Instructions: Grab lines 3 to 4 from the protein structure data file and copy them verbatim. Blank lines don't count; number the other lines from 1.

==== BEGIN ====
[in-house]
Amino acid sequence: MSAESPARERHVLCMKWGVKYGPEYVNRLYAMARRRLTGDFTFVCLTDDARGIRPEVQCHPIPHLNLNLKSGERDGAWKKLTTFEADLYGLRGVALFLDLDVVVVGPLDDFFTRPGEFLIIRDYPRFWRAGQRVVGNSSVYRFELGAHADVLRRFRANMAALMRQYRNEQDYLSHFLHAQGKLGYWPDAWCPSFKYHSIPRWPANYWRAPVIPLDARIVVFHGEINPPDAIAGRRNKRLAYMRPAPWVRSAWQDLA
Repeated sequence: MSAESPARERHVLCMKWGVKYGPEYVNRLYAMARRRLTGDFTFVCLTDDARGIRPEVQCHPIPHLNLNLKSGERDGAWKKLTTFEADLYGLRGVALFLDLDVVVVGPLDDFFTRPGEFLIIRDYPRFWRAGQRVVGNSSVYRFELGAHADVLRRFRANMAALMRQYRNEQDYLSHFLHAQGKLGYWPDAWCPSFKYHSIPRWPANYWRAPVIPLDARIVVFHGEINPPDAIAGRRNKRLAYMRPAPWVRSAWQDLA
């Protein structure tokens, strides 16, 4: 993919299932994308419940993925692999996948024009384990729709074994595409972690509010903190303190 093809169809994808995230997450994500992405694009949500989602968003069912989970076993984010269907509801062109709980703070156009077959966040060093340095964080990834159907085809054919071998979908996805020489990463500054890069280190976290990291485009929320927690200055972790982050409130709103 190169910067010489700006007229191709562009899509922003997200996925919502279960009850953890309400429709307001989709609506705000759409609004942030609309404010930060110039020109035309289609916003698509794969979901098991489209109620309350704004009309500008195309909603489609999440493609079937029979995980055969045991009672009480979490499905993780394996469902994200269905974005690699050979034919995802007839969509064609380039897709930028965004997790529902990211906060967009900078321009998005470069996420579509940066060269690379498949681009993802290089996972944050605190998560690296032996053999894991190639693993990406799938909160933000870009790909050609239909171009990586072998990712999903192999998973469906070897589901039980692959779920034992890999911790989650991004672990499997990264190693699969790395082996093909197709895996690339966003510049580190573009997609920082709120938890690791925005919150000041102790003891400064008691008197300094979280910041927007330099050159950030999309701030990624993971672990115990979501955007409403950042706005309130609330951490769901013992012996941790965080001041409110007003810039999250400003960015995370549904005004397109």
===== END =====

Repeated sequence: MSAESPARERHVLCMKWGVKYGPEYVNRLYAMARRRLTGDFTFVCLTDDARGIRPEVQCHPIPHLNLNLKSGERDGAWKKLTTFEADLYGLRGVALFLDLDVVVVGPLDDFFTRPGEFLIIRDYPRFWRAGQRVVGNSSVYRFELGAHADVLRRFRANMAALMRQYRNEQDYLSHFLHAQGKLGYWPDAWCPSFKYHSIPRWPANYWRAPVIPLDARIVVFHGEINPPDAIAGRRNKRLAYMRPAPWVRSAWQDLA
């Protein structure tokens, strides 16, 4: 993919299932994308419940993925692999996948024009384990729709074994595409972690509010903190303190 093809169809994808995230997450994500992405694009949500989602968003069912989970076993984010269907509801062109709980703070156009077959966040060093340095964080990834159907085809054919071998979908996805020489990463500054890069280190976290990291485009929320927690200055972790982050409130709103 190169910067010489700006007229191709562009899509922003997200996925919502279960009850953890309400429709307001989709609506705000759409609004942030609309404010930060110039020109035309289609916003698509794969979901098991489209109620309350704004009309500008195309909603489609999440493609079937029979995980055969045991009672009480979490499905993780394996469902994200269905974005690699050979034919995802007839969509064609380039897709930028965004997790529902990211906060967009900078321009998005470069996420579509940066060269690379498949681009993802290089996972944050605190998560690296032996053999894991190639693993990406799938909160933000870009790909050609239909171009990586072998990712999903192999998973469906070897589901039980692959779920034992890999911790989650991004672990499997990264190693699969790395082996093909197709895996690339966003510049580190573009997609920082709120938890690791925005919150000041102790003891400064008691008197300094979280910041927007330099050159950030999309701030990624993971672990115990979501955007409403950042706005309130609330951490769901013992012996941790965080001041409110007003810039999250400003960015995370549904005004397109």